Friday, July 3, 2009
I was reading this post by CelticsHub writer Zach Lowe and thought it summed up the feelings Celtics fans had for Leon. It's hard to sum up all the feelings in great moments Powe had as a Celtic but Lowe does a great job.
By Zach Lowe, CelticsHub
I really hope Leon Powe knows how much Celtics fans like him and will miss him. We all know why that is–the well-documented childhood difficulties, the never-ending series of knee injuries that seemed to happen right when he was turning a corner, and the way Leon responded to all of it by working even harder. He’s a bit of a cliche fan favorite, actually–the scrappy role player who overcomes personal and professional obstacles to contribute to a championship team.
But let’s talk about basketball. There was something that drew me to Leon Powe from the moment I saw him play: He’s a bit awkward. There are guys who just look beautiful in the post, whether they are fading along the baseline (Olajuwon), stroking the mid-range jumper (KG), juking guys with shoulder fakes before tossing up a soft jump hook (Duncan) or nailing a high-arcing turnaround J (Dirk).
Leon is not pretty to watch. You see–almost feel–every bit of effort it takes him to put the ball on the floor, lower his shoulder into a taller defender and flick a one-handed shot toward the rim. He can’t leap much without a head of steam, and he’s not quick or explosive enough to beat his defenders with spin moves or dribble-drives. He was usually shooting right over a defender’s body, and so he never really seemed to have the time or space to aim his shots, unless he was dunking (and, man, were those dunks ferocious). He often pushed off with his left hand to create the minimal space he had. Every time he attacked the rim, I cringed, expecting an offensive foul.
The shots, once released, look a bit like blind tosses toward something approximating the correct area of the rim or the backboard. And they always seem to bounce around the rim and off the backboard before going down.
And they went down 52 percent of the time, and 57 percent of the time in the ‘08 championship season. And when the shots weren’t going down, Leon was drawing fouls. He led the Celtics–by far–in free throw attempts per 36 minutes in each of the last two seasons, not an easy feat on a team with Paul Pierce.
He is a graceless, below-the-rim player for the most part, and I love him for it. Debilitating knee injuries robbed him of his peak athleticism, and so he adjusted, and he became a relentless wrecking ball who did the best with the body he has now. He made himself into and NBA player even after he lost the athleticism that made him an intriguing NBA prospect to begin with.
(Reminisce about Leon’s greatest Celtic moment, and view some YouTube-age, after the jump).
It all came together in Game 2 of the 2008 NBA Finals, which I think will be the Leon memory most of us will hold closest. You all remember the highlights (included in a YouTube compilation below): the two dunks to end the 3rd quarter, the first a fast break posterization of Luke Walton off a feed from the Truth; the coast-to-coast dunk in the early 4th quarter that drove Phil Jackson crazy and served as the ultimate indictment of that Laker team’s toughness.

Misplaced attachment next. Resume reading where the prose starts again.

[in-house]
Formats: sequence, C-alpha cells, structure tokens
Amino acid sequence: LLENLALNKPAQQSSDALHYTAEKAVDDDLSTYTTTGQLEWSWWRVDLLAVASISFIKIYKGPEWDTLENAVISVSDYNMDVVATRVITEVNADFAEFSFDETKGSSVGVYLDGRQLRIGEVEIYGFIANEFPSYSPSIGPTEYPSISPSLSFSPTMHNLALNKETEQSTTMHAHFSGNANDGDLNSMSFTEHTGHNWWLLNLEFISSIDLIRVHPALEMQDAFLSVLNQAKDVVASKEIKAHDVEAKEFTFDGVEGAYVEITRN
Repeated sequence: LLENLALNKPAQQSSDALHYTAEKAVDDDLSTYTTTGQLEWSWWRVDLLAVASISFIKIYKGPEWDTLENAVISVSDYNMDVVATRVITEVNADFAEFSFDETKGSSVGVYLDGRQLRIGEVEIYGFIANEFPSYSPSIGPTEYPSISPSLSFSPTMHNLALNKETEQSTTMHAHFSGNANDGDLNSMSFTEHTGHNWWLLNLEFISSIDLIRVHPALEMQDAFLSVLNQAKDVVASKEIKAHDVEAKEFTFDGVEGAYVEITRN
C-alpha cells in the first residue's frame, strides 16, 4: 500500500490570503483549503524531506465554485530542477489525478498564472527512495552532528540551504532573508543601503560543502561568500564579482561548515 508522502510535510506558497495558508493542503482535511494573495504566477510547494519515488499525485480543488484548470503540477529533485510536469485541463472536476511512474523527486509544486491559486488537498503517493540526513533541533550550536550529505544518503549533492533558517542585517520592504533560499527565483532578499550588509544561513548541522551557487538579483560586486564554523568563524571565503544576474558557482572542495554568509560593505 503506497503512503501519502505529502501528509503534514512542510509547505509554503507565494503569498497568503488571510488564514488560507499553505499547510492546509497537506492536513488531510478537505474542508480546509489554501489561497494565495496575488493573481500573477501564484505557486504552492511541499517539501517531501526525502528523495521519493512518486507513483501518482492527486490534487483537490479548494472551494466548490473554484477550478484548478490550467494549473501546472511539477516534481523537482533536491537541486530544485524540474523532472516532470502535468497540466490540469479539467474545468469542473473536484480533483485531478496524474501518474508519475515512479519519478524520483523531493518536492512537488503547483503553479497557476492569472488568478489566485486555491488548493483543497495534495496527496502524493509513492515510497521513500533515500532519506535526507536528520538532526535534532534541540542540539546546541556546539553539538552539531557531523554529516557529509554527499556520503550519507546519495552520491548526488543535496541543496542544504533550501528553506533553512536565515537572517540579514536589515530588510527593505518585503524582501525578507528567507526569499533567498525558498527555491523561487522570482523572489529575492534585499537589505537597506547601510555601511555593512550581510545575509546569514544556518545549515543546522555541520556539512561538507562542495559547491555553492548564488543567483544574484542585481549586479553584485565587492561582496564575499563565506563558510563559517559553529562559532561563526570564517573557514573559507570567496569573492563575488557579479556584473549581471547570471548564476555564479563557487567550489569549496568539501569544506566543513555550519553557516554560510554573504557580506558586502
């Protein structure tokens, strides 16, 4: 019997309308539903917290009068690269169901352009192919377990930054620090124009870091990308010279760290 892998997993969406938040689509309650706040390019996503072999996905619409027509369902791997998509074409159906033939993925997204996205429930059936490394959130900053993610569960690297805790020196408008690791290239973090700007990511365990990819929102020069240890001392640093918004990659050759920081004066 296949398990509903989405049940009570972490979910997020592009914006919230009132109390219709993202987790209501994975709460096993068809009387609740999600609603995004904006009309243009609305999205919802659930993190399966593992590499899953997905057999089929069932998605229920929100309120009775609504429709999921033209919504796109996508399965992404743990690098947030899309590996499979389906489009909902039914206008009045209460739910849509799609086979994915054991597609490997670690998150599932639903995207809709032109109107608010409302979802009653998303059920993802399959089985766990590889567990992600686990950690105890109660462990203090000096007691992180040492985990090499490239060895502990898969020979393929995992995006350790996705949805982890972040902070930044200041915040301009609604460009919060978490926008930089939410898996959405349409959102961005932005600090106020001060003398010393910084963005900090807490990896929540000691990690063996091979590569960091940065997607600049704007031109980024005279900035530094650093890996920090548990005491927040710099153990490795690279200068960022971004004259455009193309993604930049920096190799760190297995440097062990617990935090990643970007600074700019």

But what I like about that game is the fact that Powe’s most important work came in the 2nd quarter, when he scored eight points in a six-minute span that included a game-changing 13-2 Boston run. You know how many field goals Leon made in that stretch? One. His other six points came on free throws, as he used his body and his unconventional game to draw four shooting fouls on LA. Blue-collar Leon at his best at the most important moment.
Powe scored 21 points in the game, and there was no reason to expect such a contribution, because his minutes had been dwindling as the playoffs wore on. Starting with Game 4 of the Cleveland series, Leon barely played. Doc benched him altogether for Game 6 at Cleveland and games 3 and 5 of the Eastern Conference Finals against Detroit. In between, he played just 1:15 of garbage time in a blowout Game 4 loss.
But Leon stayed ready, and he exploded when his moment game in Game 2. It was great to see.
That sort of thing has actually happened a lot in Leon’s brief career. He didn’t play at all over a seven-game span between Jan. 2 and Jan. 16 of the ‘07-08 season, all of them DNP-CDs save for the game he missed for the birth of his son. But then KG suffered an abdominal strain on Jan. 25th, forcing Doc to play Leon extended minutes.
Powe responded with a career-high (then) 25 points in a January 29th win against Miami (a game Ray Allen also missed), kicking off a stretch of nine games in which Leon averaged 13 points per and hit double-figures seven times.
This year? His minutes fell in January, when Doc played him fewer than 10 minutes in three straight games for the first time all season. When the minutes jumped up again, his production wasn’t there–until KG hurt his knee on Feb. 19 at Utah. Over the next 11 games, Leon averaged nearly 14 points per game.
Then what happened? He collided knee-to-knee with Ben Gordon on March 17, and missed all but the last two games of the regular season. Another good streak, interrupted.
He came back for the playoffs and did exactly what he was supposed to do in Game 1 against Chicago: Eight points and eight rebounds in 16 super-efficient minutes. He could score against Chicago’s front court.
Then Game 2, and another knee injury, this time a torn ACL. A playoff run in a free agent year, interrupted.
Leon will fight back from this, like he has from every other injury he has suffered. He just won’t be doing it with the Celtics. But I hope he knows that Celtics fans will be watching him, and rooting for him, wherever he goes. A piece of the 2008 title will always belong to Leon.